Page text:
A disembodied voice explains that I'm on my way to another planet, Landor. "Although you are now a baron on Questron," the voice tells me. "You will have no title on Landor. Gather your strength. Marshal your alllies. Learn where the sorcerers are and how to attack them. Remember your people and good luck." I wake up with a dagger, a suit of rawhide armor, a gold key, and the Evil Book of Magic, which for some reason they have sent with me. I am immediately attacked by something called a "Mavin," which the game manual describes as an ape-like creature.
Killing it with my sword takes a quarter of my hit points, so I duck into the town north of me.
Aside from better colors and graphics, the game is essentially identical to Legacy of the Ancients:
We've got the same top-down interface, the same keyboard commands listed to the left, the same statistics (hit points, food, gold), and the same message box at the bottom. I'm not exactly complaining; this is a game I can immediately start playing without messing around figuring out the controls. But I'm disappointed that combat in this franchise still hasn't advanced beyond hitting "(F)ight" until the enemy is dead.
Here's Keeganac's character sheet:
I note that there's no "experience" statistic, and that killing the Mavin got me some gold, but it didn't say anything about experience. One of the things I hated most about Legacy of the Ancients was that all the combat got you nothing but a few paltry gold pieces. Leveling occurred at fixed intervals and was tied to solving quests. It doesn't look like they've changed that in Questron II. They also haven't changed the annoying way enemies can attack you on the diagonal, but you can't.
The nearby town--Folman--has a food shop and an armor shop and a few little NPC villagers who all say one line when you (S)peak next to them, although nothing terribly useful so far.
Not really knowing where to go--the game manual suggests a first step is to seek the "Hall of Visions" so I can communicate with Mesron--I start exploring and find another town shortly to the south. When I enter, the game throws a copy protect question at me:
These are all monsters in the game. If there's one thing about this series, the creators did come up with some original monster names. Questron had pit screamers, dirt weirds, and Irish stalkers. Legacy had mime ghouls, venom floaters, and ventro flailers. This game, in addition to the ones above, has brawn warriors, snooper slinks, and jelly nymphs. Unlike the previous games, this one comes with a manual that fully describes each of them.
Anyway, in the second town, Ontaga, I found that old Questron staple:
They had two games: blackjack and high-low. Even better, they haven't changed the rules on blackjack since Legacy: winning pays even money, and 21 gets you double. Settling in for 20 minutes of 'jack, I turned my 203 gold into 1,290. But I noticed a curious thing: it was harder and harder to win towards the end. With those rules on payouts, I should have been able to keep going indefinitely (Legacy had you break the bank if you won too much, and then the guards chased you out of town). The dealer was getting a lot of 20s and 21s when I had 18 or 19. I wonder if the program is specifically designed to cheat if you win too much.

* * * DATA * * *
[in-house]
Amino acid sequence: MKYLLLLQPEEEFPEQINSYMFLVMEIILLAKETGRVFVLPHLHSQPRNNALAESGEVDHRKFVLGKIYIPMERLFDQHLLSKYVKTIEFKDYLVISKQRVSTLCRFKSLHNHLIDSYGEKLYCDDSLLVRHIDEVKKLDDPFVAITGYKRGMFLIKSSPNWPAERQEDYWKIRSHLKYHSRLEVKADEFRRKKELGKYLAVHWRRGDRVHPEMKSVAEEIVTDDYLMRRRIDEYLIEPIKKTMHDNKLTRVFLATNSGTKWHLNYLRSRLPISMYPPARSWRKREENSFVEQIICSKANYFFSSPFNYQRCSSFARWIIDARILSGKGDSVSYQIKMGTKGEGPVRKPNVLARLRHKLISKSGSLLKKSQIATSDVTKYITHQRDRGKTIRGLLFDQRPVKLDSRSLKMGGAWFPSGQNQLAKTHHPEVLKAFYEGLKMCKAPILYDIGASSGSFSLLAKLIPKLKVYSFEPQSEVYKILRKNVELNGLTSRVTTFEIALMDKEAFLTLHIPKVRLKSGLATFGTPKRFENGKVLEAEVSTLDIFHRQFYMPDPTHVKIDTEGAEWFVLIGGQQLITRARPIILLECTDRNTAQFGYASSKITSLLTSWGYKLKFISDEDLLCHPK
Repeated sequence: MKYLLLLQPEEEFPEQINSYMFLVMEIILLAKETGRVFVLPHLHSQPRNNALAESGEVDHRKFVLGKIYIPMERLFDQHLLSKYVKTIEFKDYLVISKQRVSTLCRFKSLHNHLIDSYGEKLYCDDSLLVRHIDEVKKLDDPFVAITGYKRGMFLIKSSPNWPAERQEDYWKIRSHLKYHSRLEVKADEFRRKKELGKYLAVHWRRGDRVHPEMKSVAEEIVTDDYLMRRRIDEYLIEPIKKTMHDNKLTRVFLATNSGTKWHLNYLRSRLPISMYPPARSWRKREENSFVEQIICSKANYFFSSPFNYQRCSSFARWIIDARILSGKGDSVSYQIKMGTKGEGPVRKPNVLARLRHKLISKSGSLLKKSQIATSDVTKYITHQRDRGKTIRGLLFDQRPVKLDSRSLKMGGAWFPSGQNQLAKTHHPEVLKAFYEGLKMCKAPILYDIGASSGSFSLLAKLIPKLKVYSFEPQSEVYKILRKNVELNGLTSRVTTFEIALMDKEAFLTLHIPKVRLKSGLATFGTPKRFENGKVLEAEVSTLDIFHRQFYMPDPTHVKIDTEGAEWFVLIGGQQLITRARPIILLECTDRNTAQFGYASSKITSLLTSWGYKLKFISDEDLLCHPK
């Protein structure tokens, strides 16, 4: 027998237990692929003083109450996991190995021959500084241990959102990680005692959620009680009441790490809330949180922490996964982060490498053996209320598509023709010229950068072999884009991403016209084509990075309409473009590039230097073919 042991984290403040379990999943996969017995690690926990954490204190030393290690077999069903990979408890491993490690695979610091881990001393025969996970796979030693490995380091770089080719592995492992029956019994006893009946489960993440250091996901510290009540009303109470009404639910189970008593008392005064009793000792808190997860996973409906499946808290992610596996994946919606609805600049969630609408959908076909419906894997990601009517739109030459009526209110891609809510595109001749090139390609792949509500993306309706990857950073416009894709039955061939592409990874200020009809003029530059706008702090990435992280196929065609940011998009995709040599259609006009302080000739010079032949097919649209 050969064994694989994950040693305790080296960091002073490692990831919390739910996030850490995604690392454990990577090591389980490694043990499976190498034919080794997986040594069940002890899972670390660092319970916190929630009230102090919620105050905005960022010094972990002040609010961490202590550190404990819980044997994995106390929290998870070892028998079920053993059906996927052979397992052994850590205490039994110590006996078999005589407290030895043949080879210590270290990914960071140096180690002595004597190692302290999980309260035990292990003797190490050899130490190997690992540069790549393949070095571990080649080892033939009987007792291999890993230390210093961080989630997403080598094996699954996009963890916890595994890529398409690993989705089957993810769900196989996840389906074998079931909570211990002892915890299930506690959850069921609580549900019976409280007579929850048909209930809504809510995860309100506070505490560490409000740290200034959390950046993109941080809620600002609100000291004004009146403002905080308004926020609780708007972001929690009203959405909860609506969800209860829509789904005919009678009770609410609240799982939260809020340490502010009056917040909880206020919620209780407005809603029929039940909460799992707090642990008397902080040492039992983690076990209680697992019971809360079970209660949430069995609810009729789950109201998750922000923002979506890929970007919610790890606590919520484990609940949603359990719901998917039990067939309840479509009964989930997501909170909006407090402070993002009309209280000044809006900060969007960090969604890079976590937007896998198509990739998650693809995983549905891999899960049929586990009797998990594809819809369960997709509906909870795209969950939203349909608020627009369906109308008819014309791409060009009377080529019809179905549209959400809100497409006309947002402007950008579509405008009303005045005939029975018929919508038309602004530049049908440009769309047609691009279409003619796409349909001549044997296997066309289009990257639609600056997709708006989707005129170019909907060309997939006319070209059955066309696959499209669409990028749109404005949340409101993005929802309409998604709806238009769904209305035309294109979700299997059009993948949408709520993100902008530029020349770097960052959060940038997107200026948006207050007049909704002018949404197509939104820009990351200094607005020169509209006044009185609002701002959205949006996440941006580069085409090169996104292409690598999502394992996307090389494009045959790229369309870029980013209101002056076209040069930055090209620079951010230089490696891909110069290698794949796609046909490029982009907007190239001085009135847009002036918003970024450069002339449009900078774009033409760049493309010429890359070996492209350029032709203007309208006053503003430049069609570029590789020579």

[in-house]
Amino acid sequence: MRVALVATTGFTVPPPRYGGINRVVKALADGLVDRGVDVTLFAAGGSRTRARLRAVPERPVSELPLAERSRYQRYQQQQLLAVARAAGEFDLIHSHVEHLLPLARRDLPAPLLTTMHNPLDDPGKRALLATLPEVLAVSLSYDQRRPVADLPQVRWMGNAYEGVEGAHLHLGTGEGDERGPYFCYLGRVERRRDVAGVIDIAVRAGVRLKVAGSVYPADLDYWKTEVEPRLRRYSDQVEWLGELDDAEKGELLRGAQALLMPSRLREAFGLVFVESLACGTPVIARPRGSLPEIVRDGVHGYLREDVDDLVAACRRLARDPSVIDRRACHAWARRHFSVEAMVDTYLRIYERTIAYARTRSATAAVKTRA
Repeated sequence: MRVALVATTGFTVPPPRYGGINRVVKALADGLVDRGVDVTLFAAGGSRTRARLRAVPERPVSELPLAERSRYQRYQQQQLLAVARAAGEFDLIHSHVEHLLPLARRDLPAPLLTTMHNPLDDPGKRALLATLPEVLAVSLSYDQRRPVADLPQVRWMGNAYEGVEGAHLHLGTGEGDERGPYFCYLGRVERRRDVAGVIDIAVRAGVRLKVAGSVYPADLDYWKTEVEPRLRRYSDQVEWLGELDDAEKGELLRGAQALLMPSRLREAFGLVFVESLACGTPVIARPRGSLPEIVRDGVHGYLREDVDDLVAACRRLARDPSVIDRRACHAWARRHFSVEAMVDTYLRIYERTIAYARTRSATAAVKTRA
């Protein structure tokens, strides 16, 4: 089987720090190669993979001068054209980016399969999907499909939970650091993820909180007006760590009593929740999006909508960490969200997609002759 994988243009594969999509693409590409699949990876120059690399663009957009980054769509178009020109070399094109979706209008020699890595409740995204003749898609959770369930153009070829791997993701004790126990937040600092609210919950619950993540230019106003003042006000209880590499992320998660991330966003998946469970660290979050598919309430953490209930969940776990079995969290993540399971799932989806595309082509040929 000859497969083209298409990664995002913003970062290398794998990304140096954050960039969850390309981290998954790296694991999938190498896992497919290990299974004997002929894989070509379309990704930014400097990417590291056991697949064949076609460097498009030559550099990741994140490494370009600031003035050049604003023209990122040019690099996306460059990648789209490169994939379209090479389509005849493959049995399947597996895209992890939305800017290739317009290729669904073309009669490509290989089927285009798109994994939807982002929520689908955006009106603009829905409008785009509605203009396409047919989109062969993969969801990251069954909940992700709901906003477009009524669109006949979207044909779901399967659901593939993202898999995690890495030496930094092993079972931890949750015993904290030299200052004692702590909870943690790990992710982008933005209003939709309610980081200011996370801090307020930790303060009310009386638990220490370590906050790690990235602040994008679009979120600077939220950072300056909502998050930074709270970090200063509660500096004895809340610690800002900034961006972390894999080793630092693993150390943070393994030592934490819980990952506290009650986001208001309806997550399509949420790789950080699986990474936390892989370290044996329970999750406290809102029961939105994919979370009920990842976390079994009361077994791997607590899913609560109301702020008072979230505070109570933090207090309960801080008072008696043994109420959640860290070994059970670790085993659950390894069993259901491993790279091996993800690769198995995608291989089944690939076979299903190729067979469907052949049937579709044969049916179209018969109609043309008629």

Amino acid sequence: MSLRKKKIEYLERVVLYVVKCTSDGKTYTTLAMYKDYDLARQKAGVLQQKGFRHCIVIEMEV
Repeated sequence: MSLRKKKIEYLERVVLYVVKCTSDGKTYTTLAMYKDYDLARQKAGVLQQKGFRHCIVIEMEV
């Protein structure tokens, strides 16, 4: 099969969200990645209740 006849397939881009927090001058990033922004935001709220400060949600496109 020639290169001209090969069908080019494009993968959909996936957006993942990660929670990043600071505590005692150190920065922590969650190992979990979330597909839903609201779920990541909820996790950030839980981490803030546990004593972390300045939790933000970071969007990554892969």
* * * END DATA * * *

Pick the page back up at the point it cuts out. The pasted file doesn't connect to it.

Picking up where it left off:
I kept moving on and found a couple other towns. The only weapons anyone will sell me are daggers, oddly enough, and the only armor I can buy is leather. One armor shop didn't even have anything! (And I don't think it's a Demon's Winter-style thing where you have to cycle through items.) I did buy some rope & hooks for crossing mountains and a bunch of food. It turns out that tavernkeepers give hints when you tip them, and one of the tips was germane to my quest:
The third town--I forgot to note the name--also had a magic shop where I can buy magic missile, one of the game's four spells. The others are fireball, sonic whine, and time sap (ironically appropriate).
My reactions after playing for about 45 minutes are: this is it? The same old game--from the gambling, to the combat, to the rope 'n' hooks, to the dumb leveling system, to the useless one-line NPCs--with slightly better tiles? My nostalgic fondness for my first CRPG doesn't extend to wanting to play the exact same game, especially not in the same year that Pool of Radiance blew all of this (seriously? Only four spells?) out of the water.
I decided to take a gamble. I would return to Ontaga and lay all the rest of my 1000 gold on one game of blackjack. If I won, I would keep playing to the end. If I lost, I would do my six hours as quickly as possible (yes, I know, shut up)--probably with a new character, because I'm only at 58 hit points and I can't yet figure out how to heal in this game.
The dealer busted spectacularly. I now have 2,024 gold. I'm going to see my mother for dinner tomorrow night. I can't wait to tell her.